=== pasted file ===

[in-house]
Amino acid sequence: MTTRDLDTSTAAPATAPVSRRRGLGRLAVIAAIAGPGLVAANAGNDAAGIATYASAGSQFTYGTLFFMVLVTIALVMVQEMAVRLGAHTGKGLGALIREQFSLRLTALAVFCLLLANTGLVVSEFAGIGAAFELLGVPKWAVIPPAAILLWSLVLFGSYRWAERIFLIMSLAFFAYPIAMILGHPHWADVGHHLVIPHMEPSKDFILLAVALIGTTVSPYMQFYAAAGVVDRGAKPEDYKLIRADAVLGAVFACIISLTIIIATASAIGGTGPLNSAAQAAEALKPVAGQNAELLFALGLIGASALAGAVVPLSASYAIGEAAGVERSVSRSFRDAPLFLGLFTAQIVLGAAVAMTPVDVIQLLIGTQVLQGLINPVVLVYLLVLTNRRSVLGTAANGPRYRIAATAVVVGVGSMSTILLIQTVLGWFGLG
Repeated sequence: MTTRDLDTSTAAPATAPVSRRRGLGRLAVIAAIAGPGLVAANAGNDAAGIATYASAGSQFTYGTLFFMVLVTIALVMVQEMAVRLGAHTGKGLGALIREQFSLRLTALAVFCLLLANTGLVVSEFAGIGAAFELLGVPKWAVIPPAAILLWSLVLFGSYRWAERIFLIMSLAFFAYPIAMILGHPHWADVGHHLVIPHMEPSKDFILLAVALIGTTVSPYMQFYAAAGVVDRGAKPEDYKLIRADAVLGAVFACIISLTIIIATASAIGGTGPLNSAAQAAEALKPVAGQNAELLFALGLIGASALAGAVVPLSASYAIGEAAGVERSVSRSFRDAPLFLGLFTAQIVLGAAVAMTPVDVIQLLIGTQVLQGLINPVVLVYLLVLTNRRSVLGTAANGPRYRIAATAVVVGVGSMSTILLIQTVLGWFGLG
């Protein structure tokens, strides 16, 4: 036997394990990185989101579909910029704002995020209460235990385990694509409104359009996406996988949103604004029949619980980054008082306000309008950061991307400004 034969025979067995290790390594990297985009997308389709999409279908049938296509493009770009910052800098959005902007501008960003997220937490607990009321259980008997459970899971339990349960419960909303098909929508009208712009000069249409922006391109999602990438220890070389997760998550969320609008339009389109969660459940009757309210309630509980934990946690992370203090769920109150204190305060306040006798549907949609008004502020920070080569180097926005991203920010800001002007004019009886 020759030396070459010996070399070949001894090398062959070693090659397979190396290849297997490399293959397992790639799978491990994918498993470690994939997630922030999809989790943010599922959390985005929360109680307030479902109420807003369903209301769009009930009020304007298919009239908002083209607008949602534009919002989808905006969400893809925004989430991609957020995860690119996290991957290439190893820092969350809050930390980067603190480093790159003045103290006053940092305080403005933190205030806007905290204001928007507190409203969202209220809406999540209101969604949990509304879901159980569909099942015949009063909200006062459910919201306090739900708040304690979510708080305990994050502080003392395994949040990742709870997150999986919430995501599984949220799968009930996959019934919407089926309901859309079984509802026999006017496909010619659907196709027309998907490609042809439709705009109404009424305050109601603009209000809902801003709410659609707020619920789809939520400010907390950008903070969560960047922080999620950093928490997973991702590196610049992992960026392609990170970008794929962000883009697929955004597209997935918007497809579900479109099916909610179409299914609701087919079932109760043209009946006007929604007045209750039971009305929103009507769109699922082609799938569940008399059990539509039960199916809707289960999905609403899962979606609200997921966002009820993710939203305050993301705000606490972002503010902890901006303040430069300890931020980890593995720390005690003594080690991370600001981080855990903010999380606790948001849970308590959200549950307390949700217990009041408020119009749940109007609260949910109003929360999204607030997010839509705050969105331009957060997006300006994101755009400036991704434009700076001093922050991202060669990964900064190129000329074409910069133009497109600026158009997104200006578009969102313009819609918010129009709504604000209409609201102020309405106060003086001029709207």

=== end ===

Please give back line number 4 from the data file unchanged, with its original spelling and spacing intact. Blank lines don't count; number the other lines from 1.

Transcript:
């Protein structure tokens, strides 16, 4: 036997394990990185989101579909910029704002995020209460235990385990694509409104359009996406996988949103604004029949619980980054008082306000309008950061991307400004 034969025979067995290790390594990297985009997308389709999409279908049938296509493009770009910052800098959005902007501008960003997220937490607990009321259980008997459970899971339990349960419960909303098909929508009208712009000069249409922006391109999602990438220890070389997760998550969320609008339009389109969660459940009757309210309630509980934990946690992370203090769920109150204190305060306040006798549907949609008004502020920070080569180097926005991203920010800001002007004019009886 020759030396070459010996070399070949001894090398062959070693090659397979190396290849297997490399293959397992790639799978491990994918498993470690994939997630922030999809989790943010599922959390985005929360109680307030479902109420807003369903209301769009009930009020304007298919009239908002083209607008949602534009919002989808905006969400893809925004989430991609957020995860690119996290991957290439190893820092969350809050930390980067603190480093790159003045103290006053940092305080403005933190205030806007905290204001928007507190409203969202209220809406999540209101969604949990509304879901159980569909099942015949009063909200006062459910919201306090739900708040304690979510708080305990994050502080003392395994949040990742709870997150999986919430995501599984949220799968009930996959019934919407089926309901859309079984509802026999006017496909010619659907196709027309998907490609042809439709705009109404009424305050109601603009209000809902801003709410659609707020619920789809939520400010907390950008903070969560960047922080999620950093928490997973991702590196610049992992960026392609990170970008794929962000883009697929955004597209997935918007497809579900479109099916909610179409299914609701087919079932109760043209009946006007929604007045209750039971009305929103009507769109699922082609799938569940008399059990539509039960199916809707289960999905609403899962979606609200997921966002009820993710939203305050993301705000606490972002503010902890901006303040430069300890931020980890593995720390005690003594080690991370600001981080855990903010999380606790948001849970308590959200549950307390949700217990009041408020119009749940109007609260949910109003929360999204607030997010839509705050969105331009957060997006300006994101755009400036991704434009700076001093922050991202060669990964900064190129000329074409910069133009497109600026158009997104200006578009969102313009819609918010129009709504604000209409609201102020309405106060003086001029709207």